As for the rest of its design, this phone is pretty much identical to any Android right now. Its 170g weight barely registers in your hands. At 8mm thin, it's a slight device, but not so much that it feels insubstantial. And its metal frame accommodates a power button, volume rocker, nano sim and microSD card slot, and a USB-C port. That’s right, just like the iPhone 7 this handset has no headphone jack - but we'll chat more about that later.

HTC U Ultra main display: Big, but not bezel-less

So what makes the HTC U Ultra different is its glass design and two displays. And even though it’s the smaller screen in this pairing that's really interesting, the bigger 5.7in panel is quite something.

A couple of years ago, you'd think a screen this size would be simply too huge. Nowadays it's a real boon. The more YouTube, Instagram and Netflix we consume on our phones, the more it makes sense to have a generous Quad HD screen to enhance that experience. You certainly won't catch yourself squinting at the U Ultra anytime soon.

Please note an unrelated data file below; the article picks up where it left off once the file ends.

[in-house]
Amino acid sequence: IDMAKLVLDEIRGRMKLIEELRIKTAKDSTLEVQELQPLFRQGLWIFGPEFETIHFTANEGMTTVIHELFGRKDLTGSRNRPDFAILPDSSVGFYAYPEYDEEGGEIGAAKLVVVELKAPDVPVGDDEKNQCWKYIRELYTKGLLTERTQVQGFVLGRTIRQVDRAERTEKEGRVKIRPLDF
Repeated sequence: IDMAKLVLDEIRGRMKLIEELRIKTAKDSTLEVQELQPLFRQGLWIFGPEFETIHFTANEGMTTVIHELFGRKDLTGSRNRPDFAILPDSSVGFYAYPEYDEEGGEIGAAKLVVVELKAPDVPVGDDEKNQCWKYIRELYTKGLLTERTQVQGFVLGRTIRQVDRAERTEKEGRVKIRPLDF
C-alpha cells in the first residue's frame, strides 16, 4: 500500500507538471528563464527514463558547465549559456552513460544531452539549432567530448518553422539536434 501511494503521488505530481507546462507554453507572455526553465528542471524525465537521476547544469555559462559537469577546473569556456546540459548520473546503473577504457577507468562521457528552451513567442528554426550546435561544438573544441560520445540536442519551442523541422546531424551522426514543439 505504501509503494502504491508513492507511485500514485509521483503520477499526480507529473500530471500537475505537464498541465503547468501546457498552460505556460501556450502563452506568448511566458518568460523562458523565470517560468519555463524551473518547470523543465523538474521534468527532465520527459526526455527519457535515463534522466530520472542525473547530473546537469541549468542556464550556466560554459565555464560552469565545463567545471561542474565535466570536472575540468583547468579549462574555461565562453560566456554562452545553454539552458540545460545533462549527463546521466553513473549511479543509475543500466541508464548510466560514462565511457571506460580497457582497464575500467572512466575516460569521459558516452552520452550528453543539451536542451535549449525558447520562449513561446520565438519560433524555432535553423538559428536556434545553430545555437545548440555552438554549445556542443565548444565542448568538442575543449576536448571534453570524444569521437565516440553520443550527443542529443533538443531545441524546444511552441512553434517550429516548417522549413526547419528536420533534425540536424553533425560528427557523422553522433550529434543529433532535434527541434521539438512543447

Even though it's technically a beast of a device, you don't feel that way when using it thanks to its curved back and slender build. You can't really use this HTC one-handed, but nor is it a strain to hold and handle.

How does it look? A generous 1440 x 2560 resolution - that's roughly 513 pixels per inch - means that you're treated to visuals with plenty of punch and vibrancy. Since this is an LCD panel we're talking about - rather than the AMOLED screens you'll find in a Samsung - contrast could be better, but this isn't a major quibble. Of the big-screened phones you can buy, this is on par with the iPhone 7 Plus and Huawei Mate 9.

HTC U Ultra secondary screen: The good kind of gimmick

So how about that secondary display then? On first impressions, the 2.05in strip that sits on top of the U Ultra’s main 5.7in screen screams of gimmickry - just as the LG V20’s does. While it’s certainly not essential, we’ve used it more than we expected to.

In essence, this is because it works with third-party apps. Always-on screens were all the rage last year, with handsets such as Samsung’s Galaxy S7 and the LG G5 constantly showing you the time and some notifications. As useful as that sounds, no-one really nailed the concept due a combination of so-so readability, limited usage scenarios and app support.